Periodically I am asked questions about name changes for children or whether a mother is obligated to use the biological father’s last name for the child (answer: she’s not). A child’s last name is obviously an important and complicated issue that relates to the child’s identity and understanding of their history and parents. Mishandling a child’s last name can have emotional and legal repercussions for the child later in life.

A recent case out of Lawrence County in Pennsylvania highlights the standards used to consider whether changing a child’s name is in their best interests. The case In Re: Jessica Benegasi Foore involved a petition by the mother to remove the last name of the child’s biological father (“Foore”). The Court agreed on the basis that the child did not have a relationship with her father, thus there was no risk of alienation or interference with that relationship, but also because the name change would mirror that of her mother and half-sibling. The court considered that sharing the same name as the other members of her family would make the transition into school easier and provide her with better emotional security. The court also recognized that the father’s name carried with a negative connotation and poor reputation.

The considerations made the court in this case are not exhaustive, but provide a good insight into what facts make for successful name change petitions.

In Re: Jessica Benegasi Foore, C.P. Lawrence County, No. 70097 of 2011, M.D. (C.C.P. July 17, 2013).

 

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That divorce has a major impact on the lives of children is axiomatic; it is rare that a child is better served by their parents divorcing than if they stayed together (though exceptions exist where a child’s home life with two warring parents is far worse than a peaceful single-parent household).  Even if a divorce results in a better home life for a child, there is a psychological impact on a child and how they view and approach personal relationships as they get older.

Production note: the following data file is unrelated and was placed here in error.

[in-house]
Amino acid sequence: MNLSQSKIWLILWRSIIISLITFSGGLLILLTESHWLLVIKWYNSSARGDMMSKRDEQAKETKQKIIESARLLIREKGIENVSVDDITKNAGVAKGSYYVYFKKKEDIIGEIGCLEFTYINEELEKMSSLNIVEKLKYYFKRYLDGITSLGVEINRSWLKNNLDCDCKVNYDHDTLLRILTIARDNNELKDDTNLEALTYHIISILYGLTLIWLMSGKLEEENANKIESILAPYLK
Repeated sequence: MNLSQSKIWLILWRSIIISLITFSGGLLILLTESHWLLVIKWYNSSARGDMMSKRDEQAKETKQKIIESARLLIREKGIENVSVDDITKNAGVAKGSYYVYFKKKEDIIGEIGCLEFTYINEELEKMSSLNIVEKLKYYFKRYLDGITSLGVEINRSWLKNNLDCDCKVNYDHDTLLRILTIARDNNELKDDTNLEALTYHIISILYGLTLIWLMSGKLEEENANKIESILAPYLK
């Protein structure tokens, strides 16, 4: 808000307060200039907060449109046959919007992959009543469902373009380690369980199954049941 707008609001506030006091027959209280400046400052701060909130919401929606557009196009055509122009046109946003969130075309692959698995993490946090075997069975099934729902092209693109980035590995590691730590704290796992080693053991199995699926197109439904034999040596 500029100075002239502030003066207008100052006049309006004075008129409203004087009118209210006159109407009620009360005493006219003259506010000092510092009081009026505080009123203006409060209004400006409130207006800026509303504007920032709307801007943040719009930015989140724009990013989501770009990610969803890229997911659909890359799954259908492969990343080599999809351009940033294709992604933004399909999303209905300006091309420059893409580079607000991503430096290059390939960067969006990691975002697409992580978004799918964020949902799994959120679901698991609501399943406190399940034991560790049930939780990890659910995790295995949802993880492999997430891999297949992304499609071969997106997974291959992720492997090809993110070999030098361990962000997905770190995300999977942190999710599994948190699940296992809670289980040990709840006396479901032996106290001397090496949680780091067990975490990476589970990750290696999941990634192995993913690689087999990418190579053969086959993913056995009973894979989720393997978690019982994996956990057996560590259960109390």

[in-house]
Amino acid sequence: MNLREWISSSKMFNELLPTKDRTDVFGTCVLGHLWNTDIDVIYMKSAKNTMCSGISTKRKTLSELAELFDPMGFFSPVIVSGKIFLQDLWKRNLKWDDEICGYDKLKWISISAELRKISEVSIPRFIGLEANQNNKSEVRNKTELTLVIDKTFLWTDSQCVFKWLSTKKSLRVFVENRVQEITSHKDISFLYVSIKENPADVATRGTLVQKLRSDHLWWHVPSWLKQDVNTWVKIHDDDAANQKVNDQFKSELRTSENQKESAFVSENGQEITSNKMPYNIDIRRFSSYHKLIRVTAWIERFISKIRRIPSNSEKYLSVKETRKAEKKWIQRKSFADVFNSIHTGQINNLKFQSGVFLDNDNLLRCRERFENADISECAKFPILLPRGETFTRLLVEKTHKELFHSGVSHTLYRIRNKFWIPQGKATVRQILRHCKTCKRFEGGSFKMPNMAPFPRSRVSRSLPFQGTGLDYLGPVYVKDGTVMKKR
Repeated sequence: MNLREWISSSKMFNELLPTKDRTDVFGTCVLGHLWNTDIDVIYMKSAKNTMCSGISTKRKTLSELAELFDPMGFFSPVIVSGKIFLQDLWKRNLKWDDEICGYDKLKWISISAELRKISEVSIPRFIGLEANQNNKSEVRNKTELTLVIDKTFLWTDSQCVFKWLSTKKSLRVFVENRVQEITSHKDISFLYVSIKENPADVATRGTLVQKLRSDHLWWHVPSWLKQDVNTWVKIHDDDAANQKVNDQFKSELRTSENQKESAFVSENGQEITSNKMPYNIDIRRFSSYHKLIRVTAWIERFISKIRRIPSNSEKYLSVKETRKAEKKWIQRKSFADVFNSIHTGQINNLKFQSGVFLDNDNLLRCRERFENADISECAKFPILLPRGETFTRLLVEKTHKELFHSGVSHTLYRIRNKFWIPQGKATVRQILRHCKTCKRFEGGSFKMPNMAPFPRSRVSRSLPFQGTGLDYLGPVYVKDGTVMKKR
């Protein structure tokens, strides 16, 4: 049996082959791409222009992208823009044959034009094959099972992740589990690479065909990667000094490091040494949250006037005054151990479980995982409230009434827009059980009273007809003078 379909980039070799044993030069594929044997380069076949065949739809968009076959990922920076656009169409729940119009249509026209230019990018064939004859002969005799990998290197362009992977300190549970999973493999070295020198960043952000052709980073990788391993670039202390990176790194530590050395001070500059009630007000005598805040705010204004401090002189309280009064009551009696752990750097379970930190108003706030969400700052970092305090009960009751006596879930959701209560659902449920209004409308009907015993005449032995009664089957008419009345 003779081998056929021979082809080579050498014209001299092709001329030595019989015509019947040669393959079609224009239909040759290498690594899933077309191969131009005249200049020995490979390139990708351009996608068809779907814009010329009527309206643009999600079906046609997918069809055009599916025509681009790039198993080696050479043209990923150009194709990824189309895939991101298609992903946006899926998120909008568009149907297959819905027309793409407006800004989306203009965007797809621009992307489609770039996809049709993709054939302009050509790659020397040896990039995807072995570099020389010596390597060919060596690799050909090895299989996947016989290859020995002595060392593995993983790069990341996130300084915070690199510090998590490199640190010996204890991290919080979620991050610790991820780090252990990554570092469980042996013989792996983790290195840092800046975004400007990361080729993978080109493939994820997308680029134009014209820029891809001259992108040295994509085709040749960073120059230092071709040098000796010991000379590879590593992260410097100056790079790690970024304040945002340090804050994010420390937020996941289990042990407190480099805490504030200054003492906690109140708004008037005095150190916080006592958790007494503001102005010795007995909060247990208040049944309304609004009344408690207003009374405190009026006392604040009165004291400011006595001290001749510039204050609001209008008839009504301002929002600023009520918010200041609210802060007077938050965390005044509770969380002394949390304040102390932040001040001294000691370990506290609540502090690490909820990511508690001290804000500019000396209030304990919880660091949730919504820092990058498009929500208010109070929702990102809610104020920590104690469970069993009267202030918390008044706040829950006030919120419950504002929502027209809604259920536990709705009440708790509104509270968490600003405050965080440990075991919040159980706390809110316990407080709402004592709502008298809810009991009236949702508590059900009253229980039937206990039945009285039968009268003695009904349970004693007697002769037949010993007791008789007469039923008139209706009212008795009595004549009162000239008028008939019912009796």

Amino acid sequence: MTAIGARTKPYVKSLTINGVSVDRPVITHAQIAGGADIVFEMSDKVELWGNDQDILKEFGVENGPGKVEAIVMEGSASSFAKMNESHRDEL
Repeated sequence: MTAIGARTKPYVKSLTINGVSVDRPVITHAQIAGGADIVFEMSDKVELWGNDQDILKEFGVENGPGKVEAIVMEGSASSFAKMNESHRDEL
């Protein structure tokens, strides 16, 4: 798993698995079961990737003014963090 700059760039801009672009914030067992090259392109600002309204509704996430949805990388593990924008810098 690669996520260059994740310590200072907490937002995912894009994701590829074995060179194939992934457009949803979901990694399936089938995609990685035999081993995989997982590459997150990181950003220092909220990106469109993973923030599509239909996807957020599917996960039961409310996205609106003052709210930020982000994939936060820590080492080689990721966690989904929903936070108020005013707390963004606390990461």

In a recent article on www.sciencedaily.com, two studies are reported on which examined the impact of divorce when it occurs early in a child’s life.  In one study, 7,735 people were surveyed about their personality and close relationships.  More than one-third of the participants experienced their parents’ divorce at an average age of 9 years old.  These individuals were “less likely to view their current relationships with their parents as secure. And people who experienced parental divorce between birth and 3 to 5 years of age were more insecure in their current relationships with their parents compared to those whose parents divorced later in childhood.”

One of the doctors conducting the study, R. Chris Fraley of the University of Illinois at Urbana-Champaign, is quoted as saying, “[a] person who has a secure relationship with a parent is more likely than someone who is insecure to feel that they can trust the parent… [such] a person is more comfortable depending on the parent and is confident that the parent will be psychologically available when needed.”  The study also found that parental relationships with fathers are more affected by divorce than with mothers and that there is greater insecurity with paternal relationships than maternal.

These studies will undoubtedly inform and influence the counseling of children (and adults) affected by divorce.  Though divorces will occur, a greater understanding and emphasis as to how divorces affect people will hopefully result in children of divorce having better relationships with their parents post-divorce, but also have secure, solid relationships when they are adults.